A Wakefield film maker has been announced as a finalist in in a film making competition that will see her given £10,000 and her short film broadcast on Sky Arts.
shortFLIX, Creative England’s short film-making programme, has announced Carrie Battram as one of five young filmmakers who will each make a short for broadcast on Sky Arts in 2020.
Carrie will present her film, Left Behind, a short about 15-year-old Johnny who, after the death of his mum, finds connection and hope through the things she left behind.
The short filmmaking scheme, in conjunction with Sky Arts and ScreenSkills, is a valuable opportunity for new voices to create diverse and representative films for broadcast, working with experienced professionals and benefiting from further training, mentoring and support.
Following 300 plus applications and an initial development process that included a cohort of 26 shortlisted filmmakers, the five outstanding projects have been selected by a panel of commissioners to receive a production award of £10,000 each.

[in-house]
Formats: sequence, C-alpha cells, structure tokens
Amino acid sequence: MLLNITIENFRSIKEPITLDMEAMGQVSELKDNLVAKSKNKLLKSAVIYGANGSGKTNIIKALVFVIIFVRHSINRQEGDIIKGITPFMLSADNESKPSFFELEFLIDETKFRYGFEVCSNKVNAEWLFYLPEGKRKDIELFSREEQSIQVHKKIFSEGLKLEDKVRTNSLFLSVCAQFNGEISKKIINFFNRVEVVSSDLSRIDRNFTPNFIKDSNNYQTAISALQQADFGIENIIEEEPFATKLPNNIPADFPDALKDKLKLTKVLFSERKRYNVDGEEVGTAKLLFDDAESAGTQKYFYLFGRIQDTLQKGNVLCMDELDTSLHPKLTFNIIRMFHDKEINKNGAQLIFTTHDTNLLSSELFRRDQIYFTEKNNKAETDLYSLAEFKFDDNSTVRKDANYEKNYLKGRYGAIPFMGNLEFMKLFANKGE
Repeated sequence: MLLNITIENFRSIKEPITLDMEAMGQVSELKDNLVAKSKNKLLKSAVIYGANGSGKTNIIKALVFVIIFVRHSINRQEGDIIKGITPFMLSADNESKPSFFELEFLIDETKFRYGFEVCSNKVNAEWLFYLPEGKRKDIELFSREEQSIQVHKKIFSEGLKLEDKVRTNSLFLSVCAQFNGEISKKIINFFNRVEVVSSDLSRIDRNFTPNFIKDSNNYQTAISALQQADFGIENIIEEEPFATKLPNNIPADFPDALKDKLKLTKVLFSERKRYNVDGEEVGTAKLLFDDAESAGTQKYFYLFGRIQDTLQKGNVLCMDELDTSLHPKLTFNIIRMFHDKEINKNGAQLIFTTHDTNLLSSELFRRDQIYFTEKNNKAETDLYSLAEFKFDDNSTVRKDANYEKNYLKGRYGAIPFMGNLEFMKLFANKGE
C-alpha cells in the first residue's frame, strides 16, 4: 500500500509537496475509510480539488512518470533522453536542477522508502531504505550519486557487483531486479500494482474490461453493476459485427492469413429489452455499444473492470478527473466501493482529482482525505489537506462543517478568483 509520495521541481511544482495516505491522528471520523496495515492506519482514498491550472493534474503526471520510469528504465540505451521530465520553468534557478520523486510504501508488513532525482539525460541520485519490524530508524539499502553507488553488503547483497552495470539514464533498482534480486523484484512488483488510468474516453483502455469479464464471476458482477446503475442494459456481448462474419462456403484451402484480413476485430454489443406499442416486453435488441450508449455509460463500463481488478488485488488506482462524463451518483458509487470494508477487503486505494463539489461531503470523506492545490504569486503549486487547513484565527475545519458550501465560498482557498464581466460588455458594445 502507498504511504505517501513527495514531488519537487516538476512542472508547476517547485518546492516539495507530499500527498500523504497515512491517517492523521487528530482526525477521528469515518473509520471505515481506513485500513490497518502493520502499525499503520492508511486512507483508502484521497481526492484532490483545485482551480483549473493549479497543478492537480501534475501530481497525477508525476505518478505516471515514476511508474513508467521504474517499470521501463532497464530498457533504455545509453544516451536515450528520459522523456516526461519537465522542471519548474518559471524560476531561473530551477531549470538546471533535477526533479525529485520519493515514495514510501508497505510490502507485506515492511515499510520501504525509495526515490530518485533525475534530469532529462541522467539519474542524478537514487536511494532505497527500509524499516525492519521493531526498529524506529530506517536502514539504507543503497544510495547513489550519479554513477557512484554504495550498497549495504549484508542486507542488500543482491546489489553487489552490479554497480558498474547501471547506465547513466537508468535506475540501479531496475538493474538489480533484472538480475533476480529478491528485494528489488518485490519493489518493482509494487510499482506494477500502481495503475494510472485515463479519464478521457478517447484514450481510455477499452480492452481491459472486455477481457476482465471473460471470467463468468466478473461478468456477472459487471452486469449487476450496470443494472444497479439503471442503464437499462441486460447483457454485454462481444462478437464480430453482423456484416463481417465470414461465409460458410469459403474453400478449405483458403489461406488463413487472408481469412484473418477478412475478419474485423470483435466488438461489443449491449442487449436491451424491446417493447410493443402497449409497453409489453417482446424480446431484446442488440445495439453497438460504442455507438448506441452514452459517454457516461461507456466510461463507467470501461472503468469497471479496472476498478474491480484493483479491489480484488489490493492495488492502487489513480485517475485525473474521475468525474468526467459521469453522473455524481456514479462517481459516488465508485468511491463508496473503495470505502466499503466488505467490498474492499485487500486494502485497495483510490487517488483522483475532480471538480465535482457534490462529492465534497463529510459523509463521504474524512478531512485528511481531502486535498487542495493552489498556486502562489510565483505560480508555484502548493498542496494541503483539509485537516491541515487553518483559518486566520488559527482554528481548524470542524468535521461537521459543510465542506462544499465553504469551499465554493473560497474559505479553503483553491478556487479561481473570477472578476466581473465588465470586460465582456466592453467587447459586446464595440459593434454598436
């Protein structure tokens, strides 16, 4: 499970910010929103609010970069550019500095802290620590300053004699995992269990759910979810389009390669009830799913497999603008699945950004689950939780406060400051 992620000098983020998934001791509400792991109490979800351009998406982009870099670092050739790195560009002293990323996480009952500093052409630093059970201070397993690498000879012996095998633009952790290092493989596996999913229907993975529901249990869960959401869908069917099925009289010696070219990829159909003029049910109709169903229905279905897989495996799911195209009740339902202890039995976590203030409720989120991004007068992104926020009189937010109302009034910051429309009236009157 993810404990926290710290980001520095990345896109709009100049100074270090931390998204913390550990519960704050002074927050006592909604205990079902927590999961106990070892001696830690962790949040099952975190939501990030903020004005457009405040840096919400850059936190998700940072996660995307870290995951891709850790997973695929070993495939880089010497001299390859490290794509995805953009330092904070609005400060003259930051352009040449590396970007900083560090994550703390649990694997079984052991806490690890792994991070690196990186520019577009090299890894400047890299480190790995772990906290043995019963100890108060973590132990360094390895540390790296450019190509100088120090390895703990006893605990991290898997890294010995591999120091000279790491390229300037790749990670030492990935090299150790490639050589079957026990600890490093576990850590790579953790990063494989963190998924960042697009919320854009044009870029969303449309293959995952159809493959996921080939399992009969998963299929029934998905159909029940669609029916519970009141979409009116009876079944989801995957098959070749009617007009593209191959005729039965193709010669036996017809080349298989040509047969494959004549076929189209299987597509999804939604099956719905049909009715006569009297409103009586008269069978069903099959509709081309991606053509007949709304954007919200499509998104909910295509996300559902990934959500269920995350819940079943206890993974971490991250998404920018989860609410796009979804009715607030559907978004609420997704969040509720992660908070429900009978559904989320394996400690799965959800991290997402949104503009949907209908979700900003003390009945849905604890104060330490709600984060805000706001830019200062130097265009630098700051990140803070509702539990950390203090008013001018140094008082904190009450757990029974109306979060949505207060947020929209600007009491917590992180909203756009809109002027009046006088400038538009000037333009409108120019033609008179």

The programme, run by Creative England in partnership with Sky Arts and ScreenSkills, actively seeks aspiring filmmakers aged 18-25 who are not in employment, education or training, with a focus on underrepresented voices.
shortFLIX 2019 ambassadors include Noel Clarke, Ellie Kendrick, Karla Crome and Oscar winner Rachel Shenton.
Other finalists are Johnny Massahi, who will make High Tide, a psychedelic rollercoaster comedy following the dysfunctional relationship between two brothers trapped in a sinking campervan.
Next on the list is Danny Seymour from Cheshire who brings Offended to the table, the story of a middle-aged man who embarks on his first ‘date’ for years in a near-future where people express their reactions in a very surprising way.
Joining them will be Londoner John Akinde with If I Die Today, and the story of David who is caught between friendship, revenge and doing the right thing when he is swept up in neighbourhood gang warfare.
Isabella Culver, also from London, gives us Seven Sisters, a tale of modern-day witchcraft where protagonist Juliet seeks out an unusual form of therapy for the PTSD she is experiencing.
Noel Clarke, shortFLIX ambassador, says: “These types of programmes are so important for young filmmakers to gain the opportunity for hands on experience along with funding to bring their ideas to life.
"This industry is renowned for being hard to get into, so it’s great to see that shortFLIX is supporting fresh, new talent.”